Small academy trusts told to use reserves to fund urgent safety repairs

Schools with identified RAAC are being urged to put contingency plans in place in case of closure by the DfE

The government has warned small academy trusts and sixth form colleges they will be denied funding for urgent health and safety repairs if they could use their own reserves instead.

The Department for Education published revised guidance on “urgent capital support” (UCS) funding today, tweaking eligibility rules.

The UCS pot is earmarked for “urgent condition issues that threaten immediate school closure”, which cannot wait for the next condition improvement fund (CIF) application window. Examples include structural and electrical issues, asbestos, leaking roofs, boiler and pipework failures.

It is reserved for standalone academies, multi-academy trusts with fewer than five schools or 3,000 pupils, sixth form colleges and certain voluntary aided non-diocesan schools. Larger multi-academy trusts and local authority maintained schools receive funding through separate routes.

Guidance has always stressed the need for trusts and colleges to “manage their funds appropriately and plan contingencies”, and the fact multi-academy trusts should manage through their annual condition funding, reserves and insurance.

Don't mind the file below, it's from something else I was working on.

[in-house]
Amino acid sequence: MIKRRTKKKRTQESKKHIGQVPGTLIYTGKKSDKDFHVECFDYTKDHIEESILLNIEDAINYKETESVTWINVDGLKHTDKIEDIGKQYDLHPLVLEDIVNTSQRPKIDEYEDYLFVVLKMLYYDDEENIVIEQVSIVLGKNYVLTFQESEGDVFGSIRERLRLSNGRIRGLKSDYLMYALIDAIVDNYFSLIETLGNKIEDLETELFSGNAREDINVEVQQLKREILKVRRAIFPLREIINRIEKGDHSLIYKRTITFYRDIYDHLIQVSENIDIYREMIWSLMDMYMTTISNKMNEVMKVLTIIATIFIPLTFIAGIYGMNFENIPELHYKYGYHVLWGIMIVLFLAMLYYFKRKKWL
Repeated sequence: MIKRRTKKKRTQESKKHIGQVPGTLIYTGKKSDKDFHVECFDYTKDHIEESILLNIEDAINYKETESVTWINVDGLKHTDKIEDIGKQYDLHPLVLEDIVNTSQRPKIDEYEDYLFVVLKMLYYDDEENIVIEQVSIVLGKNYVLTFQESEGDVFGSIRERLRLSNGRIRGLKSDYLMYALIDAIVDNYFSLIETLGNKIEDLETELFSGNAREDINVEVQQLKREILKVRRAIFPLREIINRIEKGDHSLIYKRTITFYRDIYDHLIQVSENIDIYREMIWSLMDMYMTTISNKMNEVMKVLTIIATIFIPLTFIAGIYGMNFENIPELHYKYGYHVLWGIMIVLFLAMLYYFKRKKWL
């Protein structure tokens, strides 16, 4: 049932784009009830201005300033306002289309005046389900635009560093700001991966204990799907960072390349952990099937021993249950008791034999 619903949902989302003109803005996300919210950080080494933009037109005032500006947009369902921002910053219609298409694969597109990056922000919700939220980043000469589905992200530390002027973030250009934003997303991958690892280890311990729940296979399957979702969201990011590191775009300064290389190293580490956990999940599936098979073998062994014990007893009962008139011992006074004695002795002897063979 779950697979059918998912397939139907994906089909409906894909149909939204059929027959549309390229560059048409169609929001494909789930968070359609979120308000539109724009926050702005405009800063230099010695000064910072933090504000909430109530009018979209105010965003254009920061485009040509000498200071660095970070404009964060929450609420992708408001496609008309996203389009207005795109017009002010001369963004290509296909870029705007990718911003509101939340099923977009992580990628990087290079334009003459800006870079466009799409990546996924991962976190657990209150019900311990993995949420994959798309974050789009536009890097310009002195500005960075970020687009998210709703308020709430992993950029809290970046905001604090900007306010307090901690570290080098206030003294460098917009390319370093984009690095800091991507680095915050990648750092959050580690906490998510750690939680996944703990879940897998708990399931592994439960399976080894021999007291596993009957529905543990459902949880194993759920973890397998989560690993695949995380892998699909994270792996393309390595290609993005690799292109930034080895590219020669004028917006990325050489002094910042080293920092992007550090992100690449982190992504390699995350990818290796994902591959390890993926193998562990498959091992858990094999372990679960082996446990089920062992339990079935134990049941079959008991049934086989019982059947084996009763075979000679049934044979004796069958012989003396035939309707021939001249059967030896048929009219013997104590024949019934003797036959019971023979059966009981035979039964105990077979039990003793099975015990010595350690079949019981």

But the new version adds several new references to trusts’ reserves.

One new addition states: “Where it is determined that a trust can afford to fund the work via reserves, they will be expected to fund urgent projects independently, and are likely to have their applications declined.”

A request for all applicants to provide up-to-date financial information, and a new template for doing so, have also been added.

It is not the first time the government has called on schools to make more use of their reserves in the past year.

School standards minister Nick Gibb said late last year schools and academies had £4bn of cumulative reserves, and the government expected them to be “used first” before schools in financial difficulty asked it for extra cash.

It came in response to calls from Labour for more funding for schools to meet extra costs as a result of the pandemic, from cover for staff absences to sanitisers and signage.

Schools Week also reported earlier this year on the mixed impact of Covid on school finances, with some large trusts boosting their reserves by saving money on utility bills, exam costs and other areas during lockdowns.

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